Business plans are being shredded by shortage of talent

More than half of Irish businesses say skills shortages are negatively impacting plans.

You know the skill shortage is beginning to bite Irish businesses when they admit their business plans are being negatively impacted.

Expleo’s Business Transformation Index 2022 Ireland report found that IT skills shortages are negatively impacting the business plans of more than half (56%) of Irish enterprises.

“We are seeing that instead of taking the focus away from workforces, the rise of digital is in fact putting greater emphasis on the humans who make it work”

The global research, which included a survey of 111 business and IT leaders in Ireland, found that 77% of respondents report that talent shortages are a top barrier to digital transformation.

More than two-thirds (67%) say they lack the internal skills and experience to manage emerging technologies such as artificial intelligence, machine learning, augmented reality and virtual reality.

Many believe this will have a far-reaching impact, with the same proportion (67%) of respondents saying that skills shortages are hindering Ireland’s ability to build its digital economy.

The survey also revealed the roles that enterprises in Ireland find the most difficult to fill and retain. Expleo’s research found that the most challenging, cited by some 82% of businesses, are development roles, followed closely by IT leadership and management positions (81%).

A significant proportion (63%) of business leaders believe that development and DevOps talent is in critically short supply.

To solve their tech skills shortages in the short-term, half of Irish enterprises will outsource more functions and roles to third parties or consultants, while 44% will invest in staff training and 43% plan to avail of temporary or contract workers. Despite these efforts, some 65% of business leaders believe that organisations have underinvested in the skills base of employees.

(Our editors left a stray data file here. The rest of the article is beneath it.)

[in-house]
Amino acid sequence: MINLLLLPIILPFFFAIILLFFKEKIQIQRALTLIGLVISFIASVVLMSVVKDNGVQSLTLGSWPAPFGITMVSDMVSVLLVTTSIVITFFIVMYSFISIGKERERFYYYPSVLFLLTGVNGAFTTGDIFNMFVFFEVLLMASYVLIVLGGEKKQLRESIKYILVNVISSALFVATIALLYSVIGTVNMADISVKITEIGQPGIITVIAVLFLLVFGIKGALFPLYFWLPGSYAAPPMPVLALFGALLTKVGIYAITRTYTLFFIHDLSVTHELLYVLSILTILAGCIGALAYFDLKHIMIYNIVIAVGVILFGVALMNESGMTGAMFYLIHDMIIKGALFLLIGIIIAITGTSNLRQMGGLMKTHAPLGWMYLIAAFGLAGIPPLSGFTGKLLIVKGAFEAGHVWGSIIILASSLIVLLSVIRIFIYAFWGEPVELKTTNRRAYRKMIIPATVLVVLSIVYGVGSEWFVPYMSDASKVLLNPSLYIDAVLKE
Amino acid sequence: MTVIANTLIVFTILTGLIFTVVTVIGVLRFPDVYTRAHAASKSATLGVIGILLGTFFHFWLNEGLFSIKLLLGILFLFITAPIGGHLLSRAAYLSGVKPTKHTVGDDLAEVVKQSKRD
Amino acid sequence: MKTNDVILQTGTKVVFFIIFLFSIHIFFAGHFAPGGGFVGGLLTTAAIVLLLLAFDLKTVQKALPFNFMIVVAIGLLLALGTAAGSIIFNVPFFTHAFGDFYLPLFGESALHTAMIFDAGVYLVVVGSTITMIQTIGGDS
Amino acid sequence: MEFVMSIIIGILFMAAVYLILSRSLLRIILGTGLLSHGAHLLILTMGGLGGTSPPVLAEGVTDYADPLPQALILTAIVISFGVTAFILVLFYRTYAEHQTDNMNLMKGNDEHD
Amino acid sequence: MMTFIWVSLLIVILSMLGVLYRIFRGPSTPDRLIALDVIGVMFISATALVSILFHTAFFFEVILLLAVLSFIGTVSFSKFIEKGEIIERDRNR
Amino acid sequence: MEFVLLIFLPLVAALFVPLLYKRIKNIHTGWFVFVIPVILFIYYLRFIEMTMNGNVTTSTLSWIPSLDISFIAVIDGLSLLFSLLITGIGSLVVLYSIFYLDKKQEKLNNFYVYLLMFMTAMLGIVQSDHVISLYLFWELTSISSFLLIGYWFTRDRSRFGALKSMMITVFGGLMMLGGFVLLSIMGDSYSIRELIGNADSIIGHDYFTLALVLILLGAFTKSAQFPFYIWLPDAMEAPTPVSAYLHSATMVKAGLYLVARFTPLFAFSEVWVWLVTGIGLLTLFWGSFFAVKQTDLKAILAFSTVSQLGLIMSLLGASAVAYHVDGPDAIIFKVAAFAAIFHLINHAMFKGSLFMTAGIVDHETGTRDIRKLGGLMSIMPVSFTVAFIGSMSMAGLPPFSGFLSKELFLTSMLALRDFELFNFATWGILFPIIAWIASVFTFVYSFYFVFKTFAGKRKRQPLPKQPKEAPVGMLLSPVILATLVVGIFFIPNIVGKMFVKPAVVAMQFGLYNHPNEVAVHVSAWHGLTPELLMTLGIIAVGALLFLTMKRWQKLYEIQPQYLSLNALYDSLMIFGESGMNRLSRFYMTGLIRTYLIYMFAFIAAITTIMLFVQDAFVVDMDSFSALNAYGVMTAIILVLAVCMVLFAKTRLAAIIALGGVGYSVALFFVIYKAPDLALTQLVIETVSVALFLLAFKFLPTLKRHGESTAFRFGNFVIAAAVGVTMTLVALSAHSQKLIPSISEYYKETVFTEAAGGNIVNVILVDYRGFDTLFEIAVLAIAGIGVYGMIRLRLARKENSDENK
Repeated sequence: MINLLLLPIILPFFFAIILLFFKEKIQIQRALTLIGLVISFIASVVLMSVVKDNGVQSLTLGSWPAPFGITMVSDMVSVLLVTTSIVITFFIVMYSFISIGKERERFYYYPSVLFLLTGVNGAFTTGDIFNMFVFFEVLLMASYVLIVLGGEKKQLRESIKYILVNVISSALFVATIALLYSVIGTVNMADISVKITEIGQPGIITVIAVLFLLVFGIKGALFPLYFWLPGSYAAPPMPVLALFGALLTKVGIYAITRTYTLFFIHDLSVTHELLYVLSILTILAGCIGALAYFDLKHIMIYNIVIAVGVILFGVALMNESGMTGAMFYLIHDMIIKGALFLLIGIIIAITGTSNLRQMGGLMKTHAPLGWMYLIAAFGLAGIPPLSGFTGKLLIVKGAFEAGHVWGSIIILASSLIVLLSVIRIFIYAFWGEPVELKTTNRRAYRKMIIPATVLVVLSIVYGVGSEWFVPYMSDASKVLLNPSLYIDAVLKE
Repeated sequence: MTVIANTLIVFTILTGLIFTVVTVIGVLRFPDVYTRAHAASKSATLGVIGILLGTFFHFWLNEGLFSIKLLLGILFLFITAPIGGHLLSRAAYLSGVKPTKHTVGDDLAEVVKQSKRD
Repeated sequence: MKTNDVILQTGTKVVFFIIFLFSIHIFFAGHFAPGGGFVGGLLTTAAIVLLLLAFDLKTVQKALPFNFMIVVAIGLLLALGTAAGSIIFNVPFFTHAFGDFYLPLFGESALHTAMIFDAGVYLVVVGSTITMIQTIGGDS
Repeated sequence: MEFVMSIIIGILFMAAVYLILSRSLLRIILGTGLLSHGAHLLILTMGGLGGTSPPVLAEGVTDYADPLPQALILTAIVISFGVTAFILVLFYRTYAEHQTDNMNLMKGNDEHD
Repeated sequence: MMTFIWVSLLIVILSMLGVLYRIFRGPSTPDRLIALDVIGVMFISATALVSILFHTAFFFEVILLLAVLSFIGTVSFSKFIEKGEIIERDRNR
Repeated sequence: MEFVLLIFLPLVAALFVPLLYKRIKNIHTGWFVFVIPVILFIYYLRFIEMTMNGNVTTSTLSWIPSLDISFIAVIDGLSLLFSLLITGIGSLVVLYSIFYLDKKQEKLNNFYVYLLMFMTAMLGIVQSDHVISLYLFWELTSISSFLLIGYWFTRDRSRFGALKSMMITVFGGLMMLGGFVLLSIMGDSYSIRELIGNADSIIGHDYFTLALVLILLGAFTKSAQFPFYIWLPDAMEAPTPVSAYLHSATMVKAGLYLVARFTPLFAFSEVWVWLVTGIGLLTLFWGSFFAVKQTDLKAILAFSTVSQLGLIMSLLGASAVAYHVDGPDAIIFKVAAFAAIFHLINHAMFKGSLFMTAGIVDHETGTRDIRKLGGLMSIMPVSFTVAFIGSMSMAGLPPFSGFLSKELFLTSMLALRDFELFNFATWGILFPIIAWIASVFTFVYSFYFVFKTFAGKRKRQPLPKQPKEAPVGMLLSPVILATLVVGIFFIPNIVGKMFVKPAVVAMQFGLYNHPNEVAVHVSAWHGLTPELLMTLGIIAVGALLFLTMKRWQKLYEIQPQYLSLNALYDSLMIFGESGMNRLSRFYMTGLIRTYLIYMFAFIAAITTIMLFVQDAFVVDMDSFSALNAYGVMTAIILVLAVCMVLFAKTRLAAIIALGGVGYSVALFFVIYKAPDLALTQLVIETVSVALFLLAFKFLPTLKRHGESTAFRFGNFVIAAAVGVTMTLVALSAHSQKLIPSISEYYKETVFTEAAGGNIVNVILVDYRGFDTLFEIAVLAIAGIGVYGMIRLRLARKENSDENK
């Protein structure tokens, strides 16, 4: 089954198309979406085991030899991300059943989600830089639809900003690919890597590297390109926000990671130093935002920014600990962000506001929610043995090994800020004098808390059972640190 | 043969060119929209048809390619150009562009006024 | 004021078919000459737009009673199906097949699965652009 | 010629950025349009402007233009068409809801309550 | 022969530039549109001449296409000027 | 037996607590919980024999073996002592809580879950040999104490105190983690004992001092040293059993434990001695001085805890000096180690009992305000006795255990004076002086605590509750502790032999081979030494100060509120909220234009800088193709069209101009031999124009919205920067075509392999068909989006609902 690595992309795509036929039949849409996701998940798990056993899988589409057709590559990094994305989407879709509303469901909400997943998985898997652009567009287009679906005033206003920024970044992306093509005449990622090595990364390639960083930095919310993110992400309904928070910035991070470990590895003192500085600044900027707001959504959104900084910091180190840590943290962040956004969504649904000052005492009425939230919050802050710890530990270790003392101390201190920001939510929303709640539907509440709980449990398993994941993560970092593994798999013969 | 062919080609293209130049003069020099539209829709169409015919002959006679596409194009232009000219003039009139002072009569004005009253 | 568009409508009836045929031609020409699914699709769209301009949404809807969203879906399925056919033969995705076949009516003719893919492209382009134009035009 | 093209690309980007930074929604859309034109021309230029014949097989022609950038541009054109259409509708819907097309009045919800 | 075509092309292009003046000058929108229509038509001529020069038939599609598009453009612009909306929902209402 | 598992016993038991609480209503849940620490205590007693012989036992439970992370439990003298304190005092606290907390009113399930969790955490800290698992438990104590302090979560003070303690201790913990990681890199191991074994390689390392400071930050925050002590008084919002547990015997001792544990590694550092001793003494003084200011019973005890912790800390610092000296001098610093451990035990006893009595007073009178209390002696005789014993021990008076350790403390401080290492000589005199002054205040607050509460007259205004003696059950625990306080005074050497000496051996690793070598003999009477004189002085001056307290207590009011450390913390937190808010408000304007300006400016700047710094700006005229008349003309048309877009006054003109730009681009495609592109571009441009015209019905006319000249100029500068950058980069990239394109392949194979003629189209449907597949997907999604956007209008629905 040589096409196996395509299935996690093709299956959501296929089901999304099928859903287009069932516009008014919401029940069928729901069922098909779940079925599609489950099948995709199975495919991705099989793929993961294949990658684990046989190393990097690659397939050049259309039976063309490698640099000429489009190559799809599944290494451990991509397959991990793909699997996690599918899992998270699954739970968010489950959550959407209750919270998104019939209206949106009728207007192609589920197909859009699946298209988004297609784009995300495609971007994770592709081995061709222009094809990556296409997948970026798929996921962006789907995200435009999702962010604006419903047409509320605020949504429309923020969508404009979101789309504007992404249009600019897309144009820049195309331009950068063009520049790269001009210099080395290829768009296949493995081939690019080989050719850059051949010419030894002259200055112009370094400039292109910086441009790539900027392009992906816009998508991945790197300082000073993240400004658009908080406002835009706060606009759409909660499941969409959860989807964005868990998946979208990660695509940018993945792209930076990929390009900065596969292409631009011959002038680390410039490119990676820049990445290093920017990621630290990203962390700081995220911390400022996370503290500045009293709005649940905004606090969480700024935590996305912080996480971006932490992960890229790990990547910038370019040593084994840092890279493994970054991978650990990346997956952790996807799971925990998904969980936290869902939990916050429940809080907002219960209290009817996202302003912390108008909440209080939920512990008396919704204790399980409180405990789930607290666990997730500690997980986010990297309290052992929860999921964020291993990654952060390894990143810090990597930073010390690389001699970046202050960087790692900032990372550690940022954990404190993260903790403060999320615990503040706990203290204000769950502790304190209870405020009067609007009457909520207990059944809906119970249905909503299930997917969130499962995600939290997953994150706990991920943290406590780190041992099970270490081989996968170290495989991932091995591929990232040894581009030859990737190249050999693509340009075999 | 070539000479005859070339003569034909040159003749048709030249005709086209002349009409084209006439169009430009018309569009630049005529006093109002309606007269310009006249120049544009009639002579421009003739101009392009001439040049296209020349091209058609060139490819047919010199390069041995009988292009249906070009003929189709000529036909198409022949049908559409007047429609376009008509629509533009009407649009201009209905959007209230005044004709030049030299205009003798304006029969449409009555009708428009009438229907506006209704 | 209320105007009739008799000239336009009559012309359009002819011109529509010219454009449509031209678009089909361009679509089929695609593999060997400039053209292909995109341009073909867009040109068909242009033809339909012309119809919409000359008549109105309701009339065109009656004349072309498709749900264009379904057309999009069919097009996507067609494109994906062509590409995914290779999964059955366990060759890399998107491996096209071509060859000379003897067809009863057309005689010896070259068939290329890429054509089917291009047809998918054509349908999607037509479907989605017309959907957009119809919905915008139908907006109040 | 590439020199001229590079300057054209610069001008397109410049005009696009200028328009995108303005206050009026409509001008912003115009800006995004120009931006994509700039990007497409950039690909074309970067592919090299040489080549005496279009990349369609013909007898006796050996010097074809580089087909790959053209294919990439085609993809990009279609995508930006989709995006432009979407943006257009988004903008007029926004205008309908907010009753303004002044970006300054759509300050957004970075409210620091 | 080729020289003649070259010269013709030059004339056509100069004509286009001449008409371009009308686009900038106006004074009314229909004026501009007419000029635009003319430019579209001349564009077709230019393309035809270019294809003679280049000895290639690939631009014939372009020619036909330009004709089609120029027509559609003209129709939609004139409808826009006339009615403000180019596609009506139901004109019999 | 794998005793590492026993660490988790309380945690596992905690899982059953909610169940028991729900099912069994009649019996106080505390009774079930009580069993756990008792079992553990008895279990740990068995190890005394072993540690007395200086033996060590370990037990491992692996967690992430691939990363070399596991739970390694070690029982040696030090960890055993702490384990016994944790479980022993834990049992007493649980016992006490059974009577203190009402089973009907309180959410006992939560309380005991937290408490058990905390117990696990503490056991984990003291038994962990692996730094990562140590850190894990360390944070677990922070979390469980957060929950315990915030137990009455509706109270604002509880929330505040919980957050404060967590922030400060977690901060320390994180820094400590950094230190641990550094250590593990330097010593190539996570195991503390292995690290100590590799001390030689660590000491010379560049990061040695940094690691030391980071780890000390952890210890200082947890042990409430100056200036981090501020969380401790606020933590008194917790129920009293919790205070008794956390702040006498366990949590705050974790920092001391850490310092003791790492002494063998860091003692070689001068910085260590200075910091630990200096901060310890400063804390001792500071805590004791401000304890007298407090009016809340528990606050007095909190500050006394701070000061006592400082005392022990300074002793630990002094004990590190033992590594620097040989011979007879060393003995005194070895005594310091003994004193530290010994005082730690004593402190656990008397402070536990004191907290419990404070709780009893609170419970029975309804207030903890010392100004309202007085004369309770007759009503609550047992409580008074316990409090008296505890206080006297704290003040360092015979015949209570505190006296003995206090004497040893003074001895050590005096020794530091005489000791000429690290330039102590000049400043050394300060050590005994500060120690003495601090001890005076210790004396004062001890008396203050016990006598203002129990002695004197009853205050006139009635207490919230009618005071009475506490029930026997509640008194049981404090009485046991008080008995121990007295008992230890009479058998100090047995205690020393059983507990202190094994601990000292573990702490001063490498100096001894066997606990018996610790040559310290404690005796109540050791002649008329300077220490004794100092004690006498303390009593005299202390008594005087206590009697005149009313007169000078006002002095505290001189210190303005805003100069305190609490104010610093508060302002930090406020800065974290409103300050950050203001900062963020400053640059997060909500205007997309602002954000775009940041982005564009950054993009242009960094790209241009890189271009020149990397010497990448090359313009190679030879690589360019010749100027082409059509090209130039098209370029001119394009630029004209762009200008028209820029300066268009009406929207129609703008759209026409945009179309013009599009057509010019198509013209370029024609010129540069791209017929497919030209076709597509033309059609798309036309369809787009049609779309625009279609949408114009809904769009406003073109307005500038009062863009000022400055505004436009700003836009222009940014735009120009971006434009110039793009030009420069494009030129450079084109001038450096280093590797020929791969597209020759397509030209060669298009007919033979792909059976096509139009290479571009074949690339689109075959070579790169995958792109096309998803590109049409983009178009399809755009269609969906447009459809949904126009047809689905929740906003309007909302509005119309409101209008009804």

In response to continued staffing issues and the greater demand from employees for flexible working, 54% of businesses in Ireland have now formalised a ‘hybrid working’ approach. Almost half (48%), meanwhile, have introduced a flexible location policy – allowing employees to work from anywhere.

However, 33% of leaders stated that maintaining employee motivation and camaraderie has become more difficult due to remote working. And just 22% of business and IT leaders see hiring people from more diverse backgrounds as a long-term solution to skills shortages – compared to an average of 33% in other markets surveyed.

“Although there has been a significant acceleration in digital transformation due to the pandemic, ongoing skills shortages are hindering many organisations in embracing new digital technologies,” explained Phil Codd, managing director at Expleo Ireland.

“At a time when Ireland should be displaying its digital leadership, our business leaders and innovators are saying that the skills shortages have gotten so bad that it is negatively impacting our digital economy. It is crucial that businesses invest in both their internal and external teams to overcome this challenge.”

Codd said that many enterprises are now outsourcing certain roles in order to get quick and convenient access to a wider skills and knowledge base.

“As the battle for the best customer experience escalates across all sectors, we expect this trend to continue throughout 2022.

“The competitive recruitment market has pushed employers to formalise flexible working arrangements and think about how they can create a working culture that will attract the best talent. Organisations that don’t see diversity as part of the solution will find that they lack the diversity of thought that their competitors benefit from, as well as the inclusive environment that will make people stay with them long-term.

“We are seeing that instead of taking the focus away from workforces, the rise of digital is in fact putting greater emphasis on the humans who make it work.”

Main image: Phil Codd, managing director, Expleo Ireland

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